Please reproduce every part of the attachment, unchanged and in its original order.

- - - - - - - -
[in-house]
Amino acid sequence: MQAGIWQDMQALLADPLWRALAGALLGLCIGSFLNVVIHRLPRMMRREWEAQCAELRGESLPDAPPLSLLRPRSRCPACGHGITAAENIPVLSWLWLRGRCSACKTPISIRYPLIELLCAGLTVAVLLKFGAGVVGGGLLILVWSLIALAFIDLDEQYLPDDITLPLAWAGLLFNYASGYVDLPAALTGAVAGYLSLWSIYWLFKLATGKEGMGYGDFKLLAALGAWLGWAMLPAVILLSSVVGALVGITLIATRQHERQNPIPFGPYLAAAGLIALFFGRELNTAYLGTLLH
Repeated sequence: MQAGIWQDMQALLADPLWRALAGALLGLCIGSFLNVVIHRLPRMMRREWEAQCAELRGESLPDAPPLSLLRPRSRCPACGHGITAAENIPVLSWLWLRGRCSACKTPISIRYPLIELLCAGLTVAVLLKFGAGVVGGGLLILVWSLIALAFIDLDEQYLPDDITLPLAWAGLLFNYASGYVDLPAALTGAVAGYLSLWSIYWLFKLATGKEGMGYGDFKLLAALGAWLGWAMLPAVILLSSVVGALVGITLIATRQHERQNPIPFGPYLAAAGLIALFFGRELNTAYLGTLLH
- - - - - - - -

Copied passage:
[in-house]
Amino acid sequence: MQAGIWQDMQALLADPLWRALAGALLGLCIGSFLNVVIHRLPRMMRREWEAQCAELRGESLPDAPPLSLLRPRSRCPACGHGITAAENIPVLSWLWLRGRCSACKTPISIRYPLIELLCAGLTVAVLLKFGAGVVGGGLLILVWSLIALAFIDLDEQYLPDDITLPLAWAGLLFNYASGYVDLPAALTGAVAGYLSLWSIYWLFKLATGKEGMGYGDFKLLAALGAWLGWAMLPAVILLSSVVGALVGITLIATRQHERQNPIPFGPYLAAAGLIALFFGRELNTAYLGTLLH
Repeated sequence: MQAGIWQDMQALLADPLWRALAGALLGLCIGSFLNVVIHRLPRMMRREWEAQCAELRGESLPDAPPLSLLRPRSRCPACGHGITAAENIPVLSWLWLRGRCSACKTPISIRYPLIELLCAGLTVAVLLKFGAGVVGGGLLILVWSLIALAFIDLDEQYLPDDITLPLAWAGLLFNYASGYVDLPAALTGAVAGYLSLWSIYWLFKLATGKEGMGYGDFKLLAALGAWLGWAMLPAVILLSSVVGALVGITLIATRQHERQNPIPFGPYLAAAGLIALFFGRELNTAYLGTLLH